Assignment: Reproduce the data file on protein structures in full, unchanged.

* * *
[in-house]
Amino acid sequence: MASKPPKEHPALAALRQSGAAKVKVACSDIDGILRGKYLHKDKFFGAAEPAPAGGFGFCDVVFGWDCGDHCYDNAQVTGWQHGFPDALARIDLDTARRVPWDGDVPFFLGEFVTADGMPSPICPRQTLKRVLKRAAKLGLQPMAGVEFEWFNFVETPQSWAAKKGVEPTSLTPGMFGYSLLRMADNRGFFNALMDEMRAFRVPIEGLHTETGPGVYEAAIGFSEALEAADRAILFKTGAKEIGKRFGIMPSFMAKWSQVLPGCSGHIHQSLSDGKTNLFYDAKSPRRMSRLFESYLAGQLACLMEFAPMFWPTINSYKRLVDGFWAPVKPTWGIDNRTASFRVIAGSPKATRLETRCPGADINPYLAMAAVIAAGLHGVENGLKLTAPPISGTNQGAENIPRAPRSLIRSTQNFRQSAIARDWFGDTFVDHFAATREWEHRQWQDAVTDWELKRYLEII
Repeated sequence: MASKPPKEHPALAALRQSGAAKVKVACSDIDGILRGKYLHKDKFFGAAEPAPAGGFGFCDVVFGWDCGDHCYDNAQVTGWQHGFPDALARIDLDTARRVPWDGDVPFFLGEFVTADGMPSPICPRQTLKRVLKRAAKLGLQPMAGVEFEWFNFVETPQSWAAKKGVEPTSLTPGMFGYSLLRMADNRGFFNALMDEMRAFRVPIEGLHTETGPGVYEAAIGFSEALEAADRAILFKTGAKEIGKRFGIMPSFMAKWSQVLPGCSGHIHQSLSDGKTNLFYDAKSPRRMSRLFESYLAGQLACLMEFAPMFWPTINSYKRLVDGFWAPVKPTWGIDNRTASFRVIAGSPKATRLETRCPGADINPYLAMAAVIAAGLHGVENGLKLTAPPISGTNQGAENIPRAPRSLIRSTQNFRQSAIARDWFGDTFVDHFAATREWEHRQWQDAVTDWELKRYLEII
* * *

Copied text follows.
[in-house]
Amino acid sequence: MASKPPKEHPALAALRQSGAAKVKVACSDIDGILRGKYLHKDKFFGAAEPAPAGGFGFCDVVFGWDCGDHCYDNAQVTGWQHGFPDALARIDLDTARRVPWDGDVPFFLGEFVTADGMPSPICPRQTLKRVLKRAAKLGLQPMAGVEFEWFNFVETPQSWAAKKGVEPTSLTPGMFGYSLLRMADNRGFFNALMDEMRAFRVPIEGLHTETGPGVYEAAIGFSEALEAADRAILFKTGAKEIGKRFGIMPSFMAKWSQVLPGCSGHIHQSLSDGKTNLFYDAKSPRRMSRLFESYLAGQLACLMEFAPMFWPTINSYKRLVDGFWAPVKPTWGIDNRTASFRVIAGSPKATRLETRCPGADINPYLAMAAVIAAGLHGVENGLKLTAPPISGTNQGAENIPRAPRSLIRSTQNFRQSAIARDWFGDTFVDHFAATREWEHRQWQDAVTDWELKRYLEII
Repeated sequence: MASKPPKEHPALAALRQSGAAKVKVACSDIDGILRGKYLHKDKFFGAAEPAPAGGFGFCDVVFGWDCGDHCYDNAQVTGWQHGFPDALARIDLDTARRVPWDGDVPFFLGEFVTADGMPSPICPRQTLKRVLKRAAKLGLQPMAGVEFEWFNFVETPQSWAAKKGVEPTSLTPGMFGYSLLRMADNRGFFNALMDEMRAFRVPIEGLHTETGPGVYEAAIGFSEALEAADRAILFKTGAKEIGKRFGIMPSFMAKWSQVLPGCSGHIHQSLSDGKTNLFYDAKSPRRMSRLFESYLAGQLACLMEFAPMFWPTINSYKRLVDGFWAPVKPTWGIDNRTASFRVIAGSPKATRLETRCPGADINPYLAMAAVIAAGLHGVENGLKLTAPPISGTNQGAENIPRAPRSLIRSTQNFRQSAIARDWFGDTFVDHFAATREWEHRQWQDAVTDWELKRYLEII